If you’re using a long-life lure (whatever brand), they will last 8-12 weeks. In this cold weather, they probably last until the end of that time frame. So that means we’ll still only be using two of them in the season. We’ll still be changing it July 1 like we normally do.

If you don’t have mating disruption, there’s no reason to use any other lure than the gray, long-life lures. They have a really nice design and are nice and reliable.

Finally, for people who are going to use mating disruption: When you go to purchase CM lures, you’ll find four basic types: 10x lures, mega-lures, CMDA combo lures, and long-life or “L2” lures.

I’ve argued for a number of years that nobody should be using the 10x lures. They don’t last more than 2 weeks in the summer time.

The mega-lures will last as long as these long-life lures, but they are a little harder to interpret if you have mating disruption. If you have those long-life lures out there, they should not catch anything, right? If your mating disruption is working 100%, no males should find any females, and your L2 (long-life) lure should not attract any males (because it should not be able to overpower the mating disruption). But if you find any males in your L2 traps, then some of the moths are finding mates. If they can find your traps, then they can find a female.

The question then becomes: how do you assess how well the mating disruption is working? Normally, you’d use the combo lure in addition to the L2 lure. You have to use both of them at the same time. The combo lure has pear ester (not sex pheromone) in it; it will attract both females and males. You should have more L2s than combo lures (maybe a 5-to-1 ratio, depending on the layout of your orchard).

BUT, if you know where your population of CM is highest (or where their outside source points are), then you should put a couple traps with combo lures around those areas, even if the mating disruption is working at 100%. Because they should always pick up at least some moths, you’ll be able to at least monitor when they’re flying.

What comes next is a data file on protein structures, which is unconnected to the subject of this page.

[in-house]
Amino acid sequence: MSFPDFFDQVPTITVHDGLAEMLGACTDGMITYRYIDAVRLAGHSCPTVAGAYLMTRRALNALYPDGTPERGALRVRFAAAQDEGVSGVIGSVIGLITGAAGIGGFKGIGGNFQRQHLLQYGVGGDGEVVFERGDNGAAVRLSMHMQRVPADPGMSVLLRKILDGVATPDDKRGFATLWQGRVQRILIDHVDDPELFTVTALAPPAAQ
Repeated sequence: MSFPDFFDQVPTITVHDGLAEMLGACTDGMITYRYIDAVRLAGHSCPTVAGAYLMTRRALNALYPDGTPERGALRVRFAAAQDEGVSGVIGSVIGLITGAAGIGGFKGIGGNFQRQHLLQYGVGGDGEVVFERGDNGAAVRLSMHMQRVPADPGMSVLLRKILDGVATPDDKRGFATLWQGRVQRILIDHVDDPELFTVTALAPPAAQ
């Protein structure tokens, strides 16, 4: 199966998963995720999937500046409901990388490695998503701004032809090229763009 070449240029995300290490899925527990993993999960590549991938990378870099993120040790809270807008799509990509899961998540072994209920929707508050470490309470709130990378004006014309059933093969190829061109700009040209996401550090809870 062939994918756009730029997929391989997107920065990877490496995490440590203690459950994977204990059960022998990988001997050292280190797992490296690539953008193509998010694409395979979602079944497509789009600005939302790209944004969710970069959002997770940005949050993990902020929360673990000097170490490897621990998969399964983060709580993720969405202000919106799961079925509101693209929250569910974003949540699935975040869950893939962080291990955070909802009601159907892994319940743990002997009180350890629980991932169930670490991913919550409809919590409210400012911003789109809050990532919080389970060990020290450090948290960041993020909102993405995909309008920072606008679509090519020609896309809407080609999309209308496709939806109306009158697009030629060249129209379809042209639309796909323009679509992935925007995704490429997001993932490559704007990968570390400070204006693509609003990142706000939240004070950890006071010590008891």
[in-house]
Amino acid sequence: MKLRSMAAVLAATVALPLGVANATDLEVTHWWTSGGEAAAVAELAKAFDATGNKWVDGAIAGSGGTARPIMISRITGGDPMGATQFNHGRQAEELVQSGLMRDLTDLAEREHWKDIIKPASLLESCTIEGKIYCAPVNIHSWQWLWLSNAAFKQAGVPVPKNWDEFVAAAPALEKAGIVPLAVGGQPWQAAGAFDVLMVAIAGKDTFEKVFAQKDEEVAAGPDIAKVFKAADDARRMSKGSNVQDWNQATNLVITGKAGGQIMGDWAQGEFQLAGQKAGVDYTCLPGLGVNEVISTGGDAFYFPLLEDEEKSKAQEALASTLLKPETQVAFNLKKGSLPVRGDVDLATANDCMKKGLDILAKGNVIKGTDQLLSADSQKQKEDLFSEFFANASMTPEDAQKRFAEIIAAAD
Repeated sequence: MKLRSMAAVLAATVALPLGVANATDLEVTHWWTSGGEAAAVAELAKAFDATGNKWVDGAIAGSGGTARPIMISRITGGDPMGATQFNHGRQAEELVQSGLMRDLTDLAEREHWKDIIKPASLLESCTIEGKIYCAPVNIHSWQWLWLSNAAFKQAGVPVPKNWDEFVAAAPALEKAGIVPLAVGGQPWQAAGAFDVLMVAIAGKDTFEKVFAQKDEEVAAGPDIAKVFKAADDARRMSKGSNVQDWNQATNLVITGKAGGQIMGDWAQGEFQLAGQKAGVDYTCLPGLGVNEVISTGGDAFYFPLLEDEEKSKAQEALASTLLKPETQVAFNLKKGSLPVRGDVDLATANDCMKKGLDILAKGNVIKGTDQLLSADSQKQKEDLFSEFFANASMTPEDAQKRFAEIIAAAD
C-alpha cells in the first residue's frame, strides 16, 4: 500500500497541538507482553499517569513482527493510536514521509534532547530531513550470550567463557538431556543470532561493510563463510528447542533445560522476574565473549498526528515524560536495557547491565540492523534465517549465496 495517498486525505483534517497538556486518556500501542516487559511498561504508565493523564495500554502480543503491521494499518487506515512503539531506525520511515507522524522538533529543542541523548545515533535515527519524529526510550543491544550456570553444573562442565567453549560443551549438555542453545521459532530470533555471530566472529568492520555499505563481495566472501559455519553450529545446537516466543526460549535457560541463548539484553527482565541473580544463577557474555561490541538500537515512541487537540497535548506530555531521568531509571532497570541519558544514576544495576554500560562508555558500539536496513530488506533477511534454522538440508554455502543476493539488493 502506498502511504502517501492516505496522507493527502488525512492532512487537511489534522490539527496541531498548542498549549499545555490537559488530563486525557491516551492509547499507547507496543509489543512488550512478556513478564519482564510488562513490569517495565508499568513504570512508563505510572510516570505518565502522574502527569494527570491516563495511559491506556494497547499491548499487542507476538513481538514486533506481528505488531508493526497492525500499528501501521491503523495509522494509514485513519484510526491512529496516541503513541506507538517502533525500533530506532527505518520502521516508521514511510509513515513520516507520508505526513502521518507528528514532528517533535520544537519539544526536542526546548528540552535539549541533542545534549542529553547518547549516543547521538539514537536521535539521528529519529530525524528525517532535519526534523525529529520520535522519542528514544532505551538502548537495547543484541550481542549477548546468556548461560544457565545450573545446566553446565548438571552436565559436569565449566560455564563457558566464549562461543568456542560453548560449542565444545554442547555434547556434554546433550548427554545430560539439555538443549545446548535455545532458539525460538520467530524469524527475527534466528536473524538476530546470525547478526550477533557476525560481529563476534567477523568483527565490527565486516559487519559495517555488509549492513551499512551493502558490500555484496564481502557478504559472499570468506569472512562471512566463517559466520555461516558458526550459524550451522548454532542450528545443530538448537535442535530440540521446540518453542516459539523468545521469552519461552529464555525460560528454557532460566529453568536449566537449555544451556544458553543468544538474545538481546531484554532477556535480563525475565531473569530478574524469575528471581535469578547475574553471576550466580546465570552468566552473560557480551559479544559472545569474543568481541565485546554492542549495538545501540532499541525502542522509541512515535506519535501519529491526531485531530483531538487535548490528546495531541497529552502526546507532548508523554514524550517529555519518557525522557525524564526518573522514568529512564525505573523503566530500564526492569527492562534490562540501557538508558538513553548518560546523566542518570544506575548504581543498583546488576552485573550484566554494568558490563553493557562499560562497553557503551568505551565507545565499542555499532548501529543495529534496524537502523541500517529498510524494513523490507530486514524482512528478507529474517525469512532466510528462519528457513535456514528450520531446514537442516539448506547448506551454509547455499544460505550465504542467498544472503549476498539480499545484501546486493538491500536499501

On other insects

John: Now we get to talk about all the insects that you don’t see. And we might be doing this in vain, because they might all be dead by the time it warms up. However, it is pretty amazing how many things moved in earlier than they’ve ever moved into the orchards – that is, earlier not by calendar, but relative to the tree phenology.

For example, the MSU manual recommends beginning to scout for Tarnished plant bug adults at pink. I had never seen one at pink or even early in bloom, but this year, they’ve been around for at least a week, and probably longer. They’re not doing a lot right now; they could damage fruit clusters if they had warmer temps to do feeding, but I think we’ve lucked out with them.

The same goes for thrips. I’ve told quite a few people that the thrips flew in on the 19th and 20th of March in big numbers and were inhabiting flowers everywhere I looked. They’ve also shut down in the cold. They’re still there, but they’re not doing any significant damage to the blossoms.

There are also some leaf rollers. I haven’t seen any Oblique bandeds. They’re the worms with black heads and green bodies. They overwinter on the tree as small worms. They should be active now, and we should be able to seen them.

I’ve seen other species of Tortricid larvae (like Variegated leaf rollers, not Green fruit worm) in the fruit clusters. They’re tunneling through the clusters. I haven’t seen any Red banded leaf rollers. They’ve been flying like gangbusters for weeks, and you should be catching them in your traps, but it will probably be a couple of weeks before we start to see them hatch out.

Also, aphids. There are lots of Rosy apple aphids and Green apple aphids in places. There’s not much we can do about it now except monitor for it and know where they are. If you think it’s going to be an issue, you can address it right at petal fall instead of waiting until there is a lot of damage done.

There are also European red mites that have hatched out in those first leaves around the clusters. If you had mites in any part of your orchard last year, go to those spots now and check the clusters. If you used oil, you should be able to determine your oil’s efficacy.